Chronic Pain Specialist Questions and Answers
Chronic pain is a common problem, but there are treatments available! American Pain and Wellness offers a wide range of pain management services in Allen, TX and Plano, TX. For more information, please call us.
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At least 1.5 billion people worldwide and at least 100 million American live with chronic pain. Most Americans say having chronic pain makes it tough for them to sleep well at night and concentrate during the day, and they also say it affects their enjoyment of life and energy levels.
If pain is part of your everyday life, then a pain management clinic just might be able to help you out.
If you have decided to make an appointment at a pain management clinic, then you are most likely wondering what they actually do. They are healthcare facilities that focus on the management and diagnosis of chronic pain. There are two kinds: one which focusses on procedures to deal with different types of pain, like back pain or neck pain. Then there are other clinics that take the interdisciplinary approach that looks at the whole person and not just the problem itself. Your team may include doctors, nurses, physical therapists, psychologists, occupational and vocational therapists, and nutritionists and dieticians. Along with medications, a pain management clinic may help you manage pain with psychological, behavioral, or physical therapies. They might also educate you about your pain, and coach you on key lifestyle changes, and they may even offer alternative or complimentary medicine, like massage, water therapy, biofeedback, acupuncture, cognitive behavioral therapy, and meditation. Their goal is to reduce your pain and help improve your quality of life. Treatment at a pain clinic can give you the right skills to manage your chronic pain on your own and help make you function better, possibly allowing you to live a more normal life and you might also return to work.
A pain management doctor will evaluate your pain and help treat your pain problems. A pain management doctor helps treat sudden pain problems, like headaches, and all sorts of long-lasting chronic pain, including lower back pain. You will visit a pain management doctor in a pain clinic and will go home the same day. Pain management doctors offer a mix of procedures and medication-based treatments that may help stop pain at its source. A pain management doctor is able to help treat pain involving tissue injury (arthritis), nerve injury or nervous system disease (stroke), and a mix of tissue and nerve injury (back pain).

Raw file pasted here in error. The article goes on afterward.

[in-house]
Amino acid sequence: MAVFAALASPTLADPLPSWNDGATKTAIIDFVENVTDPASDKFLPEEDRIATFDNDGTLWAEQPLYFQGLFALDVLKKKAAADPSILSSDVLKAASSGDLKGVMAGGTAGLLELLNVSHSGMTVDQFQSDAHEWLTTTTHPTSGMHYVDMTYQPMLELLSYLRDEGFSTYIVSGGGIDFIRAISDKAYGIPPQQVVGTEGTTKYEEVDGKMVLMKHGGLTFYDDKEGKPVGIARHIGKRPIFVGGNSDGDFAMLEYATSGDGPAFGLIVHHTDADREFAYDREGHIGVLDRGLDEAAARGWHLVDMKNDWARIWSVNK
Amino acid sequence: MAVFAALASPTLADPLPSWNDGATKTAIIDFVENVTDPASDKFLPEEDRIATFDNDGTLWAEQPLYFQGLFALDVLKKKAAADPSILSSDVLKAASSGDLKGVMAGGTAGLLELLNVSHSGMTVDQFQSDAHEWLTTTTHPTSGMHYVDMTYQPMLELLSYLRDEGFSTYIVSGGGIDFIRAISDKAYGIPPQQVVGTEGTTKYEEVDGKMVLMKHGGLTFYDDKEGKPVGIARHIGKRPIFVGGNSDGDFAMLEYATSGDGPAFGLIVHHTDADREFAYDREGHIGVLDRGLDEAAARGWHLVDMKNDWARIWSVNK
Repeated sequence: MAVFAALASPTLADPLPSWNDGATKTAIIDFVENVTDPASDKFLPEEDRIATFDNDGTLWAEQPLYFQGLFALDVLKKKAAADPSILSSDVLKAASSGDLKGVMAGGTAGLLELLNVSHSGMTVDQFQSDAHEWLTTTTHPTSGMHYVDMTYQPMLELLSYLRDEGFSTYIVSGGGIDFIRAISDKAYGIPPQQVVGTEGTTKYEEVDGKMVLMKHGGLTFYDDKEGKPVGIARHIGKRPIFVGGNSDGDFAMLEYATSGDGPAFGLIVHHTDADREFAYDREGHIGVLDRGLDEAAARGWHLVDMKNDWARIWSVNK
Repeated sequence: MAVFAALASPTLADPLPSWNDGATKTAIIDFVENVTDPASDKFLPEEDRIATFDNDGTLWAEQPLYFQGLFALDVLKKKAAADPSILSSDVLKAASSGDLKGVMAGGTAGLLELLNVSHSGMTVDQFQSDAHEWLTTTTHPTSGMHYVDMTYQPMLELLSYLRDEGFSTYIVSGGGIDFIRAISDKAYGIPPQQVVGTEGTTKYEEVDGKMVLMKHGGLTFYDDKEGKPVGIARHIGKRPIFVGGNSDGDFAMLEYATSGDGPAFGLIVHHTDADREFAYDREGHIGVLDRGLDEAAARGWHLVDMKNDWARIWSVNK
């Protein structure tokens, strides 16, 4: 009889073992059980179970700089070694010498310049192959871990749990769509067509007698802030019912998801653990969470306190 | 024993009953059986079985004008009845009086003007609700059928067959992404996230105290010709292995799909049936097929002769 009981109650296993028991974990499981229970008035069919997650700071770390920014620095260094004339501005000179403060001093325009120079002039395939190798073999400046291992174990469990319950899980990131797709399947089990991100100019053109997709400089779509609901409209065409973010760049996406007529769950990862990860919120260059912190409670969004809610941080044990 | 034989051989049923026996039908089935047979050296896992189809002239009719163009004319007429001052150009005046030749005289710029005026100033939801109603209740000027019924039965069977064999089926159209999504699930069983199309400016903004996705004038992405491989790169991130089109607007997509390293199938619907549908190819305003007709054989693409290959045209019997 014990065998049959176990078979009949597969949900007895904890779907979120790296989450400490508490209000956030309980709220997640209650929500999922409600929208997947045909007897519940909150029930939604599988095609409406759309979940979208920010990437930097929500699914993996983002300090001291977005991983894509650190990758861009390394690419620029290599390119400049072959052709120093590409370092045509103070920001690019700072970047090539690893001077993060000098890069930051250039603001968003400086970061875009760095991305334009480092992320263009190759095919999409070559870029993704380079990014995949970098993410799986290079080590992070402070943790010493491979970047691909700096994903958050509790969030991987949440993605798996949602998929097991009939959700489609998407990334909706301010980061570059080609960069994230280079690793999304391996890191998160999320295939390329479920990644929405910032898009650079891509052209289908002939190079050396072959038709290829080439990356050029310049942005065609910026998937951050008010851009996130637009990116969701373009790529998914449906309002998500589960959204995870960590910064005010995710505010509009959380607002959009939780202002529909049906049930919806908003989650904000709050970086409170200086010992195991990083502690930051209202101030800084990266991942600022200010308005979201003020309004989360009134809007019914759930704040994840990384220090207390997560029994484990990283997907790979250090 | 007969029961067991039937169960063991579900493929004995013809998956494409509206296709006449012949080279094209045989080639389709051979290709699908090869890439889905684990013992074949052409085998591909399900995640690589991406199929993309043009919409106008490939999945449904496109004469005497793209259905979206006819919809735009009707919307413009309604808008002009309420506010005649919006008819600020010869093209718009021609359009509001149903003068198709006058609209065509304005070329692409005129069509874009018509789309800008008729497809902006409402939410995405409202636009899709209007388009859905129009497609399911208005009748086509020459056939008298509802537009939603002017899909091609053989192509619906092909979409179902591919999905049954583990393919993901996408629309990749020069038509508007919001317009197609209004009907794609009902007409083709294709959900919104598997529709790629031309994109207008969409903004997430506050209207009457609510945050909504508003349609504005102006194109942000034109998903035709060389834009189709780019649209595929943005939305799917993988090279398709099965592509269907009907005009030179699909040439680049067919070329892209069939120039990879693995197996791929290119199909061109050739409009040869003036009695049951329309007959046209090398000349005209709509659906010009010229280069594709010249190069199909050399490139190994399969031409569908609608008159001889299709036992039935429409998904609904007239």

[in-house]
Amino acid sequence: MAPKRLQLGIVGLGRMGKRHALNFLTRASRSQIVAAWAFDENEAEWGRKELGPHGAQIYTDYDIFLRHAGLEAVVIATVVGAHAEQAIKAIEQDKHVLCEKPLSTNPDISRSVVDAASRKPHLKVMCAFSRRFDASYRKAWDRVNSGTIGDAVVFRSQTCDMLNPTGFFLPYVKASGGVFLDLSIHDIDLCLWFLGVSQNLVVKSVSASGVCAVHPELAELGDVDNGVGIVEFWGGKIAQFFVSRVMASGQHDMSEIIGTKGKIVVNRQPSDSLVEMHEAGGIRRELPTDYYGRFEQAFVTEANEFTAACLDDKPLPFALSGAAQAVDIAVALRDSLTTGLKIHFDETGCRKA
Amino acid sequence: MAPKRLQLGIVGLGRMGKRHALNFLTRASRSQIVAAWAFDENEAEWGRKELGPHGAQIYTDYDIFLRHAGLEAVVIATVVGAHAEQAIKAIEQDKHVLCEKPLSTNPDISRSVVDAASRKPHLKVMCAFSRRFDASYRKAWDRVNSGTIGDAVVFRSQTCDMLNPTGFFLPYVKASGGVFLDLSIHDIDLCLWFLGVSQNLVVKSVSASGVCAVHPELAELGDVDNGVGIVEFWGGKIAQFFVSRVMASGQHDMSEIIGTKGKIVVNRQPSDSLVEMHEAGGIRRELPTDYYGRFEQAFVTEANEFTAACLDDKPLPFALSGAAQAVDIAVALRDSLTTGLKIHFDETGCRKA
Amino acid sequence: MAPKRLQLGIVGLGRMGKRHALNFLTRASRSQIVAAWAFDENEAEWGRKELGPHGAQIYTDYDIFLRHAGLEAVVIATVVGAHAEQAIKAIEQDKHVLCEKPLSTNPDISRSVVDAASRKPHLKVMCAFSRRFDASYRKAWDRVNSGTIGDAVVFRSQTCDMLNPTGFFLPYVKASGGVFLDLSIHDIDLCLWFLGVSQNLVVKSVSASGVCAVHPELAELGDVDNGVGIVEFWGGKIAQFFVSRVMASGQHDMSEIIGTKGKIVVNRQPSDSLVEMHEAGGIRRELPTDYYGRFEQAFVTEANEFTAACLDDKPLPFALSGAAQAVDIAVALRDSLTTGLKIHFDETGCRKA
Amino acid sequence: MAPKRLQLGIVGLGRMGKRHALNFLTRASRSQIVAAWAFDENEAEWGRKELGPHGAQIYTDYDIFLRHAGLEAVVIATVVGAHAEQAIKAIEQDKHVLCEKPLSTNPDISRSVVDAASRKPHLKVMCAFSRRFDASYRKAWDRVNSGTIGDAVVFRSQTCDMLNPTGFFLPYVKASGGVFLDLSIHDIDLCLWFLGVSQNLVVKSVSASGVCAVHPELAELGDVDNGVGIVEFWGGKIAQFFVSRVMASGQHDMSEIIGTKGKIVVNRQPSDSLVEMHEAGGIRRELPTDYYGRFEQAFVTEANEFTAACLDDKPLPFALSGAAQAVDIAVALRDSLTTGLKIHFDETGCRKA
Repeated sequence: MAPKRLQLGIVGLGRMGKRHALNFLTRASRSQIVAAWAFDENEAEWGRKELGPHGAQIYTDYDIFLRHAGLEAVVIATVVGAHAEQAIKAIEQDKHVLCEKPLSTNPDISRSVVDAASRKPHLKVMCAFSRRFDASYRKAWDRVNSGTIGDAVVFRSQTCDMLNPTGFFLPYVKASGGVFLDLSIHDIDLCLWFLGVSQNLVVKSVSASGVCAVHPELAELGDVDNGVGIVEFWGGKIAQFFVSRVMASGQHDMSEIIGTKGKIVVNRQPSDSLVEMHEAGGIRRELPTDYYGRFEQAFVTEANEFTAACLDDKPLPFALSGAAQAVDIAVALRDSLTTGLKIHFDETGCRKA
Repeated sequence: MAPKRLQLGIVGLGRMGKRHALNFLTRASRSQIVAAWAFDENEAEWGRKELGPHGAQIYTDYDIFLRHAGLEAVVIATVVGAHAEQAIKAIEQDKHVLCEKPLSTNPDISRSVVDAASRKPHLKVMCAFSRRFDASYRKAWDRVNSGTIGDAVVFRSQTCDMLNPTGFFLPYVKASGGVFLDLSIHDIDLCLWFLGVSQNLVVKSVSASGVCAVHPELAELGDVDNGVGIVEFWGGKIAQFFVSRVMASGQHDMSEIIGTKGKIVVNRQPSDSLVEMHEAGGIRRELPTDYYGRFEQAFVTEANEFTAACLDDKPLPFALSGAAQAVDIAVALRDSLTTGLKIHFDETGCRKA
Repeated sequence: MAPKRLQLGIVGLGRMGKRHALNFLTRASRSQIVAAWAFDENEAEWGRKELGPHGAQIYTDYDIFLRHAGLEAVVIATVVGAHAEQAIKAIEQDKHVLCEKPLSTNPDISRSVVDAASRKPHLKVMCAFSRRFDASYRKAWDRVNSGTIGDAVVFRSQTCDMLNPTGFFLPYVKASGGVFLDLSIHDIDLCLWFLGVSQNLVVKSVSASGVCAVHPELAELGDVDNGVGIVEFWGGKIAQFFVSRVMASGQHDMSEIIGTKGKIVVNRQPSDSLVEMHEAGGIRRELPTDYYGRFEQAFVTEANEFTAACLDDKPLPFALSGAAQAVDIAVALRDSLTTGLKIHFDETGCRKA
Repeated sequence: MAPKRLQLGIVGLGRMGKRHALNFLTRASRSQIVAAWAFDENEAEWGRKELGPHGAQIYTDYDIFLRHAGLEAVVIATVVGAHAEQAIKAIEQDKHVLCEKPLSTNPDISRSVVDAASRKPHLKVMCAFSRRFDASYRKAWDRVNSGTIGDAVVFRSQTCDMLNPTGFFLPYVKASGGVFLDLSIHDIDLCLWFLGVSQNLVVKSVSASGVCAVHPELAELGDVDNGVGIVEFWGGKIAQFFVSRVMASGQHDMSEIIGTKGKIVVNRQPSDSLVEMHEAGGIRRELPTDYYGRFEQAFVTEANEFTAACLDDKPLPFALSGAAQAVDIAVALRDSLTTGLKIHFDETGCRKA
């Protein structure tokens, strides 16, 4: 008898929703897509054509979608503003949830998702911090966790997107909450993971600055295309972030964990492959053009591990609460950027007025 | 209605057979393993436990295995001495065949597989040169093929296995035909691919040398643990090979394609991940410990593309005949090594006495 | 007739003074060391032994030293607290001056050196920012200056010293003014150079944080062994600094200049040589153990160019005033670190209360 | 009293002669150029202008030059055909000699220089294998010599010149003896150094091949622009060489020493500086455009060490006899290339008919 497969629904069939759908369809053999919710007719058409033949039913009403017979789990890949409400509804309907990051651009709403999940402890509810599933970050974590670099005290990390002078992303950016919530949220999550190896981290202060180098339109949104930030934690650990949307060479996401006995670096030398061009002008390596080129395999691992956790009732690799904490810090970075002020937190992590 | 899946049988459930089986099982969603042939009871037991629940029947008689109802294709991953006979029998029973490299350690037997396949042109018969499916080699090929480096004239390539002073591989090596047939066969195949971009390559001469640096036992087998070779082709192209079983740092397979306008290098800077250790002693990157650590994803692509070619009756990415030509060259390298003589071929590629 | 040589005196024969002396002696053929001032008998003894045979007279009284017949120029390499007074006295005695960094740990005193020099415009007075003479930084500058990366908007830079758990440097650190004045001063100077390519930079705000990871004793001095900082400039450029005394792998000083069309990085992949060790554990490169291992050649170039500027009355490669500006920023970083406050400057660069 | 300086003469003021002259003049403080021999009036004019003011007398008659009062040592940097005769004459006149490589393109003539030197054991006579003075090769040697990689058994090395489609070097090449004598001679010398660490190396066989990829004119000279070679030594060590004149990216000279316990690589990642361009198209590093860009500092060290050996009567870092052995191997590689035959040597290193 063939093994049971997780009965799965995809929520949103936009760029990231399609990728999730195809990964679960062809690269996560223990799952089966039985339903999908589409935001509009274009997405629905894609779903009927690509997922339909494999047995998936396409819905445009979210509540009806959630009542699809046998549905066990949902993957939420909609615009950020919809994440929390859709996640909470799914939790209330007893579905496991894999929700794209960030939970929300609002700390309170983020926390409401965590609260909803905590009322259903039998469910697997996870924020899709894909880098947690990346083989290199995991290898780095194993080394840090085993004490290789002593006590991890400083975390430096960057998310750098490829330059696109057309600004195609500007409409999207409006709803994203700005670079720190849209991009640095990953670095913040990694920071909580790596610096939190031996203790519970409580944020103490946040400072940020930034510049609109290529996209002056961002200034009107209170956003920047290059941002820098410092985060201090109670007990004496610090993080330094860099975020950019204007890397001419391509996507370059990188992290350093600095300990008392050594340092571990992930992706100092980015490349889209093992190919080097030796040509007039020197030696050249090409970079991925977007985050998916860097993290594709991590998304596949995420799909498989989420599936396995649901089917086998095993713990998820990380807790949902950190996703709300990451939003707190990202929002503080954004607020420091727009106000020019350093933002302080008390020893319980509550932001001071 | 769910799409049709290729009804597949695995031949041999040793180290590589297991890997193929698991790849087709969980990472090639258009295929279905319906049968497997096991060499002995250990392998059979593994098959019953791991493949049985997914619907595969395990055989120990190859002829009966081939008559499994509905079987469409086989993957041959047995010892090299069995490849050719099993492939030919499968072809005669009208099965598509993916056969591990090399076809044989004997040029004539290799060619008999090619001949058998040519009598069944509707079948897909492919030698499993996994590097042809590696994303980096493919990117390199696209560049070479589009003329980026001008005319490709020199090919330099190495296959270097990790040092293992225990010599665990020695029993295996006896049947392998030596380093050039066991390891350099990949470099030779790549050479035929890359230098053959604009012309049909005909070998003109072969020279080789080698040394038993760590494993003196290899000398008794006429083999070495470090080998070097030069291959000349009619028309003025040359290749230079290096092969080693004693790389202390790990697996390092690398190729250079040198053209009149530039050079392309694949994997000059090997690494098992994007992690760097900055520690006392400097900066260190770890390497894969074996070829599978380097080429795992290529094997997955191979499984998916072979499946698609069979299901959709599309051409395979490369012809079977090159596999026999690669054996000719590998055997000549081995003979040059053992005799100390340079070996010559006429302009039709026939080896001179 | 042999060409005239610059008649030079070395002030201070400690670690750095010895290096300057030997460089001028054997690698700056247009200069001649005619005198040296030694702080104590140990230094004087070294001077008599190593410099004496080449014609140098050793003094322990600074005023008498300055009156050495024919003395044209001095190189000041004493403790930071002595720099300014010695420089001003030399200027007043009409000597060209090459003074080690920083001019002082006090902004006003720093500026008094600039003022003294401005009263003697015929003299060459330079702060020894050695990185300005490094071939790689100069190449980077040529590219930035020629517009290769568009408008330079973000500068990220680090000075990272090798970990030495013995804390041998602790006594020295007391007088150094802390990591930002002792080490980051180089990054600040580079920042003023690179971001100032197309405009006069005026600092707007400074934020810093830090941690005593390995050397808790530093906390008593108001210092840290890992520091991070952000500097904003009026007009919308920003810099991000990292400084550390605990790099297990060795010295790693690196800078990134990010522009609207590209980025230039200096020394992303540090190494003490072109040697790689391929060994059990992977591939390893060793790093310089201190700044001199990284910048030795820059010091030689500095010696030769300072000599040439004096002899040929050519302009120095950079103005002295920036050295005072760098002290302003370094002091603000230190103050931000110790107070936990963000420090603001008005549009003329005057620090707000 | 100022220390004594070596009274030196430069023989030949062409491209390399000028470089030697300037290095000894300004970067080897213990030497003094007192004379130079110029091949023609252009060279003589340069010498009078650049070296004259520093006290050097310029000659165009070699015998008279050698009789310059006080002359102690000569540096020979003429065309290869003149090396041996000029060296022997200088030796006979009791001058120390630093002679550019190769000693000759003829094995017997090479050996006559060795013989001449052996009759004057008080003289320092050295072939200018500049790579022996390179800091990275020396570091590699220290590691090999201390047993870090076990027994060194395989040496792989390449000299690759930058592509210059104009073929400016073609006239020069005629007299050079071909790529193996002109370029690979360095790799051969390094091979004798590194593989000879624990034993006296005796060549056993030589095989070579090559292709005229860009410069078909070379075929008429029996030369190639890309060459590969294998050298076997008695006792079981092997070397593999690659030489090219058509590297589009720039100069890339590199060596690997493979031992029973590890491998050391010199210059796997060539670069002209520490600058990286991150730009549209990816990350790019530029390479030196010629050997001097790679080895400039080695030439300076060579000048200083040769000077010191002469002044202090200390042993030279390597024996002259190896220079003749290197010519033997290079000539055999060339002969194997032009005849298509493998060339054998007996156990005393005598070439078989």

Responding to chronic pain is important as it is the best approach to helping treat your pain that is keeping you up at night and making your daily life miserable. Just ask anyone who has chronic pain, and they will tell you how awful it is day-in and day-out. Here are some suggestions on when you need to see a pain specialist: your pain won’t go away; medications are not helping; when your pain has decreased but it’s still an issue; when you prefer an alternative to invasive surgery; and you are willing to replace prescribed painkillers with alternative drug-and-pain-free-treatments.
Chronic or persistent pain is pain that lasts longer than 12 weeks despite treatment or medication. Most people get back to normal after pain following an injury or operation, but sometimes the pain may carry on for longer or comes on without any history of an injury or operation. Chronic pain can also affect people living with back pain, irritable bowel, arthritis, fibromyalgia, or diabetes. Chronic pain is very real, and it can be complex.
Even with the best treatment, chronic pain may never go away completely. Some people believe that after years of pain, a few visits to a pain specialist will make it go away – not true. Chronic pain is a serious and debilitating condition and treatment requires a lot of work. People who experience chronic pain need a strategic approach: get treatment for the underlying cause, if there is one, and separately treat the pain itself, which often involves seeing doctors and a pain specialist. You can also help manage your pain by taking pain medicine, talking to others about chronic pain and doing things differently, learning to relax, pacing yourself, and planning out your day in order to stay on top of your pain.